Ninja Spots in Tokyo
※ Ninja were specially trained warriors who in medieval Japan practiced an ancient martial art and espionage called ninjutsu, which is usually translated into English as “the art of stealth.”
① The Hanzomon Gate
On the west side of what used to be the inner walls of Edo Castle, situated right in the heart of Tokyo, is a splendid-looking gate that straddles a wide moat ringed by high inner and outer walls. It’s referred to as the Hanzo-bori (Hanzo moat) and the gate is called Hanzo-mon (Hanzo gate). The name is believed to have been originated from Hattori Hanzo, who was a head of the Iga school of Ninja (based in what is now Mie Prefecture), and who was a close retainer to Tokugawa Ieyasu, (1543-1616), the first Shogun and founder of the Tokugawa dynasty, whose reign coincided with what is called the Edo period (1603-1867).
Hattori Hanzo’s residence stood close to the Hanzomon gate of Edo Castle, and Hanzo was said to be entrusted with defense of the gate. The same gate is the starting point of a thoroughfare called Koshu Kaido (also known as National Highway 20) that extends through the western parts of Tokyo to the neighboring province of Kai (or Koshu), in Yamanashi Prefecture near Mt. Fuji. While guarding the castle from potential enemies from the west, the road also served as an evacuation route that would have enabled Tokugawa forces to fight a rear-guard action to safety in the mountains. The name Hanzomon remains in use as a modern-day subway line and station on the Tokyo Metro.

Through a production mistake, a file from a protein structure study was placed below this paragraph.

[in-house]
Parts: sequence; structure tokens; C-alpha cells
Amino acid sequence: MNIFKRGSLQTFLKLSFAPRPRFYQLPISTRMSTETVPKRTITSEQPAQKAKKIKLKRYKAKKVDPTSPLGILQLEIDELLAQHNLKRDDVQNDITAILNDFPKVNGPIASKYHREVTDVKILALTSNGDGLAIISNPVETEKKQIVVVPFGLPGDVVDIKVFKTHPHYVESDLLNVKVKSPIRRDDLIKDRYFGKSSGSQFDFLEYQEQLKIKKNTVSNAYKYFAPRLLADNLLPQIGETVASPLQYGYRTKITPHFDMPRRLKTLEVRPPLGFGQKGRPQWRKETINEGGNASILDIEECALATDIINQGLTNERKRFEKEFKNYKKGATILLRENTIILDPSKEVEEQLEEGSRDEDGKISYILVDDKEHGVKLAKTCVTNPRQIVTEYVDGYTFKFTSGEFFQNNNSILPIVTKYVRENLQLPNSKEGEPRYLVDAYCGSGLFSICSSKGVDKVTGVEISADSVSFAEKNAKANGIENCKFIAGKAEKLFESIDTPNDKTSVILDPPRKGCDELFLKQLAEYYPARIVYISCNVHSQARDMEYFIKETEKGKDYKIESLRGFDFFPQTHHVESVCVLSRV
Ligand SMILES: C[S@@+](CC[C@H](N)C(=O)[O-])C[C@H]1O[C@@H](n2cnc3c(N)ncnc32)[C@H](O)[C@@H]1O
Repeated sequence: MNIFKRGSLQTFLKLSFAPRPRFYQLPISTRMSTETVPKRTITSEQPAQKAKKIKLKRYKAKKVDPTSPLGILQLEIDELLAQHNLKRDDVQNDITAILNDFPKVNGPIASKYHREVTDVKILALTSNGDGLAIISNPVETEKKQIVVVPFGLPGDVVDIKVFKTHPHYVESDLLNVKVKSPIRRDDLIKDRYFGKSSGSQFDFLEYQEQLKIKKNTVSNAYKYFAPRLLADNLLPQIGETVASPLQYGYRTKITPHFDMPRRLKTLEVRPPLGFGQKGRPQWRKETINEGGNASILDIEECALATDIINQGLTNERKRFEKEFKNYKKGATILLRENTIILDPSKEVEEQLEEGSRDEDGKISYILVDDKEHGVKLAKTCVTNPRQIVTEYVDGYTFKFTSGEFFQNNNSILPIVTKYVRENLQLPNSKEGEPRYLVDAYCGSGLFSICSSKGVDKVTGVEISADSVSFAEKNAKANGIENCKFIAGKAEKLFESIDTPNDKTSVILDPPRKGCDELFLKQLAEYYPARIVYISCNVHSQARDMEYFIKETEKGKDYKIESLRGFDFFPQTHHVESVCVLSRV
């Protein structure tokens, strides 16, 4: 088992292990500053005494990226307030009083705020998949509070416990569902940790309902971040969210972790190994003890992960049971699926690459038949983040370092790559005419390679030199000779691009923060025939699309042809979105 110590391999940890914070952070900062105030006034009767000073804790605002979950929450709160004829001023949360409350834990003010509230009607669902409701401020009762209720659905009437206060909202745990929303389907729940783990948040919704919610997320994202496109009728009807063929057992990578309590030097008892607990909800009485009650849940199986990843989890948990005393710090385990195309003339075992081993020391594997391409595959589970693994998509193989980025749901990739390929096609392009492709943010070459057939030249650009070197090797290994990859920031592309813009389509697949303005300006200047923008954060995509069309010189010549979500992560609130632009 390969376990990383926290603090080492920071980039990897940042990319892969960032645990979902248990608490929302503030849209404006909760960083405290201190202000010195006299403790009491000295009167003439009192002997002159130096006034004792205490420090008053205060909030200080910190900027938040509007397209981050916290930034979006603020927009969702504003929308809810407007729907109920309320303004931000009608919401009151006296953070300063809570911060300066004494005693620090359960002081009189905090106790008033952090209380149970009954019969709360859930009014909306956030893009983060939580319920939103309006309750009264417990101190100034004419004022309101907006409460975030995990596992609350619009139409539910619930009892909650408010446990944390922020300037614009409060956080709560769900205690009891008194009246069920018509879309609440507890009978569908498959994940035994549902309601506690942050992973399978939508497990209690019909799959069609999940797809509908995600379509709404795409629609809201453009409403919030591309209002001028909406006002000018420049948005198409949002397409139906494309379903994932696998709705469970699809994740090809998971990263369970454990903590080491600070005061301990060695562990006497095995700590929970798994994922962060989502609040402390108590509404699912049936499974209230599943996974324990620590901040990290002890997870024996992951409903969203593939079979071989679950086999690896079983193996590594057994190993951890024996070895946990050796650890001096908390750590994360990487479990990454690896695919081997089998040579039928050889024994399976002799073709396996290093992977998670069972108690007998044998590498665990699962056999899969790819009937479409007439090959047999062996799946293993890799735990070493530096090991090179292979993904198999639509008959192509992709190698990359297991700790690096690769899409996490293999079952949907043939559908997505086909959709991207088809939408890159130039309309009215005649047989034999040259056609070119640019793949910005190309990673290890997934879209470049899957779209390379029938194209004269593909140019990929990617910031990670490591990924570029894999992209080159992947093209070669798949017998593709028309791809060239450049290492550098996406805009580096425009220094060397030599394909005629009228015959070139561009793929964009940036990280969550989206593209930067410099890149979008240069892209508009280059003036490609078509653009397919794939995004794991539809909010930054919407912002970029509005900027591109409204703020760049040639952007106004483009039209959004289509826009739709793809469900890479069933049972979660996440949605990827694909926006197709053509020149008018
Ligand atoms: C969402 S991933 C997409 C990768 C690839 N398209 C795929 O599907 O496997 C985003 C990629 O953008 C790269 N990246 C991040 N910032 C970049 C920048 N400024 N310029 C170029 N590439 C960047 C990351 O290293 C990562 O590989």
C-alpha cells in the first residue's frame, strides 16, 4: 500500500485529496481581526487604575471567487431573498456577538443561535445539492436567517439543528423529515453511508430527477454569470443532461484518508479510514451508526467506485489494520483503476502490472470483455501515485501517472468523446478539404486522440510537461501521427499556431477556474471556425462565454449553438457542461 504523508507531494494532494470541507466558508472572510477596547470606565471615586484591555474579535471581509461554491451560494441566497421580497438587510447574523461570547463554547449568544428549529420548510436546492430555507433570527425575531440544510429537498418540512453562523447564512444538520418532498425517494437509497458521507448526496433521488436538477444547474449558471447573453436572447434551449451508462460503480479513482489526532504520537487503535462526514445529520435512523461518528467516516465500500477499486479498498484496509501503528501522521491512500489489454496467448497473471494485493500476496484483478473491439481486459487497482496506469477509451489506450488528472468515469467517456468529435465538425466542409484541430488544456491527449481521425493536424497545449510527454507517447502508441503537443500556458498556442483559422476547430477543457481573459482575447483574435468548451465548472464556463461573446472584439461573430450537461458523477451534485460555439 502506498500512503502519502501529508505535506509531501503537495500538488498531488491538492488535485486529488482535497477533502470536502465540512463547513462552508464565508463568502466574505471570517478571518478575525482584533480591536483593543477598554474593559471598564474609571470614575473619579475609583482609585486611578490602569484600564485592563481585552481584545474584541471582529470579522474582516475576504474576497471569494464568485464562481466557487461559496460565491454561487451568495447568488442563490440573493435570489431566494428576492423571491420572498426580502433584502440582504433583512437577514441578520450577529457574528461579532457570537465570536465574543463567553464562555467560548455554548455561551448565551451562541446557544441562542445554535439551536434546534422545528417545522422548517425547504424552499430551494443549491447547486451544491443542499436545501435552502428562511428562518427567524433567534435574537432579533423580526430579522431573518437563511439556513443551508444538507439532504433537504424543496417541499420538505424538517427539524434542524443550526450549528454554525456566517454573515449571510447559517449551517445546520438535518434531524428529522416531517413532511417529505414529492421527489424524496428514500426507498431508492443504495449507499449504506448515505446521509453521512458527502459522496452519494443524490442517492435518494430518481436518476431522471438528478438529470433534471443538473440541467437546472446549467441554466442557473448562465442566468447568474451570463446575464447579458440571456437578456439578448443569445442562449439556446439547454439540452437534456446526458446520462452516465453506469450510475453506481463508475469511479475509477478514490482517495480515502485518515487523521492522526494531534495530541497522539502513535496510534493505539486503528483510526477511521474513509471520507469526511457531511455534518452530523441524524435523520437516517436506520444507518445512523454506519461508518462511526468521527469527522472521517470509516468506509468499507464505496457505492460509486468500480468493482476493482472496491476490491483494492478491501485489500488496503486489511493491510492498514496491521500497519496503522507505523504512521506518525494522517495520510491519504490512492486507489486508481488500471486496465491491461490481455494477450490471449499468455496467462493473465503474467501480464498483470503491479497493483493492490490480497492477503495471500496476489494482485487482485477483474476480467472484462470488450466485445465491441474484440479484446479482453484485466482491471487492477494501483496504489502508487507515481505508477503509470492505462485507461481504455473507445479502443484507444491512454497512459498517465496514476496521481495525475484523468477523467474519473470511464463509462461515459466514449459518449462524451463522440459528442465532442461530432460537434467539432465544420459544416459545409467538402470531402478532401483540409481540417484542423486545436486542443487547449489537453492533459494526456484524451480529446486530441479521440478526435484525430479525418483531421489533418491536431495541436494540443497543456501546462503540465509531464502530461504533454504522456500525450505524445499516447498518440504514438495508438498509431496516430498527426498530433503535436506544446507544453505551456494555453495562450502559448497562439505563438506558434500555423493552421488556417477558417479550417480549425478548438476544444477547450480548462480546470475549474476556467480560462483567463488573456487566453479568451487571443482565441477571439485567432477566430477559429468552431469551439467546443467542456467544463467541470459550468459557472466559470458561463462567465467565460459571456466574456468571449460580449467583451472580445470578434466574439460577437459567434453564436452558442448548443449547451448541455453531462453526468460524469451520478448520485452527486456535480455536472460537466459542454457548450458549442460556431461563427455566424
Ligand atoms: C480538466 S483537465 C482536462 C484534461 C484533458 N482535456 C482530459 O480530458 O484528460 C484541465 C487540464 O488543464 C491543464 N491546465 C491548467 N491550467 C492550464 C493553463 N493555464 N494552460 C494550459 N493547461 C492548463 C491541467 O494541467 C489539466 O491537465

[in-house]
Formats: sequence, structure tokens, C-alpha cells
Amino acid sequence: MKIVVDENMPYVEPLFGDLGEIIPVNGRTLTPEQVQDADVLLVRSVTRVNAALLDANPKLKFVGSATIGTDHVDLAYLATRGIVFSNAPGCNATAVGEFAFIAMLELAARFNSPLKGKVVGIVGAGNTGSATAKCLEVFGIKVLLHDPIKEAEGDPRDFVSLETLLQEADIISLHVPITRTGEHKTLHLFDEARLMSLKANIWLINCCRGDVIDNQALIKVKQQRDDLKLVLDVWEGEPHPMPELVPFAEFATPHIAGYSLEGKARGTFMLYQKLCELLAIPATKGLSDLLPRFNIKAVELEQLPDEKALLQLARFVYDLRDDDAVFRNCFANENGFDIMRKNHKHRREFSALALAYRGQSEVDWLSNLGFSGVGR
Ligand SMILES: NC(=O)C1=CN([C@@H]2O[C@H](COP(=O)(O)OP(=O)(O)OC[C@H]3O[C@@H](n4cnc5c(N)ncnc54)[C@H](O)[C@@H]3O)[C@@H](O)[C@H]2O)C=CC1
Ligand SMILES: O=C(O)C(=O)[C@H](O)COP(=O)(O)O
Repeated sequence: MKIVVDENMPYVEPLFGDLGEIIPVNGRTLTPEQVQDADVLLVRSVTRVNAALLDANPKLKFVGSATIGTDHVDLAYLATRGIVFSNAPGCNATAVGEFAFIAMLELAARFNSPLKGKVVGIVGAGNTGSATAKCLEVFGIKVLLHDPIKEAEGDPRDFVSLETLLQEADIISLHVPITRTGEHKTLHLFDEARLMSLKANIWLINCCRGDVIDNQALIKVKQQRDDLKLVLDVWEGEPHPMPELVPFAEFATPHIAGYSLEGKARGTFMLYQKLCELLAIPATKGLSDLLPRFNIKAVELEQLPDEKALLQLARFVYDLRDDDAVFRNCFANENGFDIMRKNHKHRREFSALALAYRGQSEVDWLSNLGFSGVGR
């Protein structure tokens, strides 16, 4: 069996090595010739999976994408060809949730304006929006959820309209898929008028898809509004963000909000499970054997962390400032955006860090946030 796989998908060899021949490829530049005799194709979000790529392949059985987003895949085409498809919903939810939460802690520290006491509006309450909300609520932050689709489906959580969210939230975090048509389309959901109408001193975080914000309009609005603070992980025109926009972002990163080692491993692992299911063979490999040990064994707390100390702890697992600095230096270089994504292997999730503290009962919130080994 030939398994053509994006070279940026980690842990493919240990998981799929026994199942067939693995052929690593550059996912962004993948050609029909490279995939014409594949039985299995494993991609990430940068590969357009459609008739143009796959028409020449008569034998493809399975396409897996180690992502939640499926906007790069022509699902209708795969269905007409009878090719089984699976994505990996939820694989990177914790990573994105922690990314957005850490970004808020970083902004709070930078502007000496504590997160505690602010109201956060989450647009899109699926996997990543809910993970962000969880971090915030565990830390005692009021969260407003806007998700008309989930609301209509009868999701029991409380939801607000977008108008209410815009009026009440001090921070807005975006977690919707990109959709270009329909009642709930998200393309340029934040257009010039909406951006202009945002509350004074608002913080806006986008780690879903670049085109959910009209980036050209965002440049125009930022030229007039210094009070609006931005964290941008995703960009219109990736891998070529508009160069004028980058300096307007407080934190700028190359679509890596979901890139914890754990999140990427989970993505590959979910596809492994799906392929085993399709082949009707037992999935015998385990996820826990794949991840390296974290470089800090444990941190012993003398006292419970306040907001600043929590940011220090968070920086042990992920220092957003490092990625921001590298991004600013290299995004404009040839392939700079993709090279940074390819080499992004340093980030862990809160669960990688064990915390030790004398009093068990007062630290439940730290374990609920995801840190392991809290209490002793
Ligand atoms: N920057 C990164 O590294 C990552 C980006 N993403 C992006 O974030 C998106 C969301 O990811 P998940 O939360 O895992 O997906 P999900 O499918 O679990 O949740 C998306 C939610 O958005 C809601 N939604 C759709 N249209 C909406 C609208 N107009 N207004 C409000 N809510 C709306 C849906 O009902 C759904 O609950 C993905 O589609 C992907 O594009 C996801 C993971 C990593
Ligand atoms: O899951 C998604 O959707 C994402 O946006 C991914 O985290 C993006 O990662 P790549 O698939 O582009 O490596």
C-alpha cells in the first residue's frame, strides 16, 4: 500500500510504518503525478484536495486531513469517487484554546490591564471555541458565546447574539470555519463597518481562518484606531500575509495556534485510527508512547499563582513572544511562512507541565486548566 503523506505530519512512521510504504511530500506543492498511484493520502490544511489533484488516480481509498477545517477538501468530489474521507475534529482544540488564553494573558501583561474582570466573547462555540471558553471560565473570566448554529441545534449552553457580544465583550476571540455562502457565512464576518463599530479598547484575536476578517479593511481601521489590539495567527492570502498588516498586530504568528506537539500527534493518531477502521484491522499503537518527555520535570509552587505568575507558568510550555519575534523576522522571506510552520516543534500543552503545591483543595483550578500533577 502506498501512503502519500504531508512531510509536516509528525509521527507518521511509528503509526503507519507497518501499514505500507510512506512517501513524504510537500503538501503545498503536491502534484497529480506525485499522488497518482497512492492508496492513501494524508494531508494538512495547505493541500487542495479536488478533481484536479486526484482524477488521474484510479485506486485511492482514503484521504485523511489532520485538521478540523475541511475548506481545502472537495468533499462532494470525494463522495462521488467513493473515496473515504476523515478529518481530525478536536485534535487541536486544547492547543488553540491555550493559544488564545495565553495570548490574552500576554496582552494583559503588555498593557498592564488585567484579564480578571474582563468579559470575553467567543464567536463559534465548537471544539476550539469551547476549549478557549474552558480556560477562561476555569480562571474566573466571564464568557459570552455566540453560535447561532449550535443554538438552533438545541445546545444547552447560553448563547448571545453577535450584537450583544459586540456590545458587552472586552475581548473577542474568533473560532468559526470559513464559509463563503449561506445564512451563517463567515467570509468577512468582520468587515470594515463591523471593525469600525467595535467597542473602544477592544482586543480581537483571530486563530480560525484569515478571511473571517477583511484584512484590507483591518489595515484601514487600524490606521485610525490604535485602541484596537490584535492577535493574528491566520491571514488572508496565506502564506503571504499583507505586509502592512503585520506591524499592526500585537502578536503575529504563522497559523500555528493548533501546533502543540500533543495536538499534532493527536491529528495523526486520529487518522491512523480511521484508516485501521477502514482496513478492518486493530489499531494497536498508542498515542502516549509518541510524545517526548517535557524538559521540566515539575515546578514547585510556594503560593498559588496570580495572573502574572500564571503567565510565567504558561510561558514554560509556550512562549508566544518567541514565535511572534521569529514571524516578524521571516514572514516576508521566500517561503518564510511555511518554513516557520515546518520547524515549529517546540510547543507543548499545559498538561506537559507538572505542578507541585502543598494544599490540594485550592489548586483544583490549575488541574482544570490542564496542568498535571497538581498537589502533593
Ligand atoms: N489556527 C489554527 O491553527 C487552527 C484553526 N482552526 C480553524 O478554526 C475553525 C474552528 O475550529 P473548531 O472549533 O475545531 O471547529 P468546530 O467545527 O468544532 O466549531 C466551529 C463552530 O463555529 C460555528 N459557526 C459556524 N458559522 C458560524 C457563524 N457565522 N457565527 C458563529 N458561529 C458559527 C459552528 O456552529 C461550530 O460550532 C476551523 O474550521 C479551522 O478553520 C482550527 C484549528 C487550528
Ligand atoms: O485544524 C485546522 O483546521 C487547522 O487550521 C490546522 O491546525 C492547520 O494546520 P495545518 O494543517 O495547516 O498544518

② Sainen-ji temple
Grave of Hattori Hanzo
Monument of Tokugawa Nobuyasu
About 2.5 kilometers to the west of the Hanzomon Gate is the Sainen-ji temple, constructed by Hattori Hanzo in 1593 to consecrate Tokugawa Nobuyasu, eldest son of Tokugawa Ieyasu. Hattori Hanzo, who passed away in 1596 at age 56, is also interred here. His grave can be found to the side of the main hall, close to the monument to Nobuyasu. The temple has been designated a historical site by the City of Shinjuku. Hanzo was known in his time as “Hanzo the Lancer” because of his proficiency with the yari (Japanese spear), and the temple serves as a repository for his spear.
③ Hyakunin-bansho Guardhouse
Remnants of Edo Castle
The bansho, or guardhouse shown here was the biggest, situated just inside one of the main gates leading to Edo Castle. Its purpose was to screen arriving visitors during the Edo period. One hundred samurai guardsmen with ninja skills, chosen from among loyal retainers of each of four main branches of the Tokugawa clan, such as Iga or Koka, had their quarters there and worked in shifts that alternated day and night. The Edo castle remnants are on the east of the present-day Imperial Palace and are open to the public five days a week.
④ The Kaichu Inari Shrine
This area, named Hyakunin-cho, got its name from the troop of 100 musketeers from Iga serving the Tokugawa government who were based at this location, now in Tokyo’s bustling Shinjuku district. In olden times, when it was used as a practice range for muskets, but some soldiers who put their hearts and souls into practice were still deficient in marksmanship. After they prayed at the shrine, they showed spectacular improvement.
The shrine retains the torii (gate), purification trough, stone lanterns and other fixtures dedicated by the troop of 100, evoking images of the olden times. The five brigades of musketeers from Iga, Negoro, Koga and others were stationed around Edo Castle.
⑤ Ninja Restaurant
For those who wish to dine in a ninja-like atmosphere, this restaurant in Tokyo’s Akasaka district features décor and meals with a ninja theme. Now in its 10th year of operation, it is popular with foreign visitors.